Debate over firearms, rights and liability in Tamworth
September 03, 2009
TAMWORTH — A few armed residents and some fire department officials are challenging a policy that they say limits town personnel's gun rights.
During the selectmen's meeting of Aug. 13, selectmen and Assistant Fire Chief Jim Bowles argued over a section of the town's personnel policy that prohibits town personnel from carrying firearms without written permission from selectmen.
Selectmen John Roberts and board Chairman Willie Farnum said the policy is needed to protect the town from liability. They said they didn't want weapons on an emergency scene, on the fire trucks, or on town property.
But Bowles disagreed. He said the policy would cause the department to unnecessarily lose good volunteers.
"Our job as selectmen is to protect the financial interest of the community," said Farnum on Aug. 13. "I will not condone firefighters and rescue personnel, unless shown direct cause and reason why they need to be armed, to be armed while serving the town of Tamworth."
Bowles said he didn't want firefighters to be dismissed or otherwise punished if they happen to be armed while responding to an emergency or while stopping by the fire station. Some volunteers carry a weapon all the time in their daily life.
"I don't see it as a problem worth loosing even one good person," said Bowles at the Aug. 13 meeting.
Selectmen replied if a volunteer needs to go to the fire station, that person could simply keep the weapon in his or her car or at home.
"(If) you go up there, leave it in your vehicle and lock it up," said Roberts. "That's what I hope would happen."
Police Chief Daniel Poirier said that could be a good solution.
But Bowles replied the town's parking lot is still town property, so that solution wouldn't work.
Poirier said he was also concerned about liability created by the fire department's
Standard Operating Guidelines, which state volunteers may carry firearms with limited exceptions in accordance with applicable laws. The board of firewards approved the new SOG in early August.
Without the SOG, a firefighter would be responsible if his weapon goes off. But the SOG creates a liability burden on the town because it specifically allows firefighters to carry firearms, said Poirier.
But Poirier also said he had no problem with Bowles carrying a firearm but he would "quiver" at the sight of some of the other volunteers with a gun.
In an interview last week, Bowles said forcing firefighters to leave their guns in their cars would not be an acceptable compromise because it would still curtail the firefighters' gun rights.
The firewards added the firearms section in its SOG in response to the town's personnel policy, which prohibits personnel from carrying weapons on town property without written permission from the selectmen. Violators of the personnel policy can be dismissed, according to the policy. Law enforcement officials are exempt.
There are about 25 volunteer firefighters and a few have said would quit before curtailing their right to carry, according to Bowles.
"They don't want to be told they have to be less safe just because they are going to a fire department meeting," said Bowles.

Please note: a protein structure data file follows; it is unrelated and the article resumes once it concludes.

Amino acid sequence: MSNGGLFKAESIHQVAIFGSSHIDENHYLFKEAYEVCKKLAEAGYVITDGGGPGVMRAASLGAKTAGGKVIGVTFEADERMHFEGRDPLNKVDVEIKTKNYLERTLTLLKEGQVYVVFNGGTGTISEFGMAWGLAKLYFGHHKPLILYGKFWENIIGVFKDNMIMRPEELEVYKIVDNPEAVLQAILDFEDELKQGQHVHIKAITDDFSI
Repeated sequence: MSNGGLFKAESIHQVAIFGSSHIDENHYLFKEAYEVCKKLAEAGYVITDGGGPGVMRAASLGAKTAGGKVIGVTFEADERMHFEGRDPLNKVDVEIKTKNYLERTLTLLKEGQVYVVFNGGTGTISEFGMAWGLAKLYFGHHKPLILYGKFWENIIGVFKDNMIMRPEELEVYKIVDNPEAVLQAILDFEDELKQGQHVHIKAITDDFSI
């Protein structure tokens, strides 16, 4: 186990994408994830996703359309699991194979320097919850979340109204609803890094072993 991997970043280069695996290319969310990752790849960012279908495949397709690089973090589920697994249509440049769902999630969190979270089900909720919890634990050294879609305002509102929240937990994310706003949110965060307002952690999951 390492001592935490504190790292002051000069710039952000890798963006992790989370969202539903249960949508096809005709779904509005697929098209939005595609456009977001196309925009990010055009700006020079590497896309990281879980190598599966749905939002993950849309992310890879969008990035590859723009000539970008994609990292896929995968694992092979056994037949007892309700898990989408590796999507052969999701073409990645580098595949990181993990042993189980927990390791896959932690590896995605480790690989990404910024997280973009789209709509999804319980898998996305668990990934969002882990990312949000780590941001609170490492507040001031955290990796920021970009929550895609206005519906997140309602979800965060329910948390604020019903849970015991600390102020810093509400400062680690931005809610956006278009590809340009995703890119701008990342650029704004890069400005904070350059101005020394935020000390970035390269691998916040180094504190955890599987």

He stressed that he's just trying to protect firefighter's rights and not saying firefighters need to be armed to do their jobs.
Bowles said the policy is a violation of state law. His father David agrees. David Bowles is on the board of firewards.
"It's their right to carry like anyone else's," said Jim Bowles during an interview last week.
According to a letter from an organization called Pro-Gun New Hampshire, state law prohibits a municipality from regulating firearms in the manner described by the personnel policy.
The letter was from Pro-Gun New Hampshire President Elbert Bicknell. He warns that the town is "setting itself up for civil suits, if not criminal action" for enforcing a policy that he says is in violation of state RSA 159:26. Bicknell is former State Representative who was the sponsor of that law. RSA 159:26 states "all municipal ordinances and regulations not authorized under paragraph I relative to the sale, purchase, ownership, use, possession, transportation, licensing, permitting, taxation or other matter pertaining to firearms, firearm components, or ammunition, or firearms supplies shall be null and void."
On Aug. 27 several residents, some armed with handguns, came to a selectmen's meeting to support Bowles's position. Among them was resident Scott Finman. He asked if the selectmen were going remove the section of the personnel policy regarding firearms. Finman was armed with a Smith & Wesson revolver.
Selectmen replied they would review it at a later date.
Finman told a reporter that he brought a gun to show that "peaceful and responsible" gun owners are not a problem.
With him was his fiancée, Shannon Ruhf, who was also armed with a handgun. The couple had seen a video recording of the Aug. 13 meeting and became concerned that gun rights were being infringed upon by an "unlawful" policy.
Ruhf became used to carrying a firearm while living in a high crime environment in Baltimore, Md. Ruhf said she carries a gun because she likes the feeling of being able to defend herself. At least three other people at the meeting were also armed, said Finman.